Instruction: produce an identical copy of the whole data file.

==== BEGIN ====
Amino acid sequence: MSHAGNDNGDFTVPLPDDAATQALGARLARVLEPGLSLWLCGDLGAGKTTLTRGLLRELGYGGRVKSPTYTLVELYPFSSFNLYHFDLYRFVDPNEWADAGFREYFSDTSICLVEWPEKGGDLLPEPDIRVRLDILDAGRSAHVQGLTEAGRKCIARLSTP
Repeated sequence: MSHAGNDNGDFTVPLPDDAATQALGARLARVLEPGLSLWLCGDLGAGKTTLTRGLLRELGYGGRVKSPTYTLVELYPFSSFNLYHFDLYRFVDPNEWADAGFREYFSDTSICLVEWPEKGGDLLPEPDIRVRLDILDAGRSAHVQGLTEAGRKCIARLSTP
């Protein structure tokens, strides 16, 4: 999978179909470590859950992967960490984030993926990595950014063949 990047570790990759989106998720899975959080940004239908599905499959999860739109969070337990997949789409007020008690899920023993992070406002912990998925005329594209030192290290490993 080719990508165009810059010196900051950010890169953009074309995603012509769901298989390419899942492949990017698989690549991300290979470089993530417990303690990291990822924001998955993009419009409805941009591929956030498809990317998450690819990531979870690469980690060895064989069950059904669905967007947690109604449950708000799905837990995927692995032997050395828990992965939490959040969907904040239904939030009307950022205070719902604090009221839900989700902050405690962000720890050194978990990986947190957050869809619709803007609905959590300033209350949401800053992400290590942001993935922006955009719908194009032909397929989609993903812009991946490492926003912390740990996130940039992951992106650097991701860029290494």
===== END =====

Amino acid sequence: MSHAGNDNGDFTVPLPDDAATQALGARLARVLEPGLSLWLCGDLGAGKTTLTRGLLRELGYGGRVKSPTYTLVELYPFSSFNLYHFDLYRFVDPNEWADAGFREYFSDTSICLVEWPEKGGDLLPEPDIRVRLDILDAGRSAHVQGLTEAGRKCIARLSTP
Repeated sequence: MSHAGNDNGDFTVPLPDDAATQALGARLARVLEPGLSLWLCGDLGAGKTTLTRGLLRELGYGGRVKSPTYTLVELYPFSSFNLYHFDLYRFVDPNEWADAGFREYFSDTSICLVEWPEKGGDLLPEPDIRVRLDILDAGRSAHVQGLTEAGRKCIARLSTP
């Protein structure tokens, strides 16, 4: 999978179909470590859950992967960490984030993926990595950014063949 990047570790990759989106998720899975959080940004239908599905499959999860739109969070337990997949789409007020008690899920023993992070406002912990998925005329594209030192290290490993 080719990508165009810059010196900051950010890169953009074309995603012509769901298989390419899942492949990017698989690549991300290979470089993530417990303690990291990822924001998955993009419009409805941009591929956030498809990317998450690819990531979870690469980690060895064989069950059904669905967007947690109604449950708000799905837990995927692995032997050395828990992965939490959040969907904040239904939030009307950022205070719902604090009221839900989700902050405690962000720890050194978990990986947190957050869809619709803007609905959590300033209350949401800053992400290590942001993935922006955009719908194009032909397929989609993903812009991946490492926003912390740990996130940039992951992106650097991701860029290494």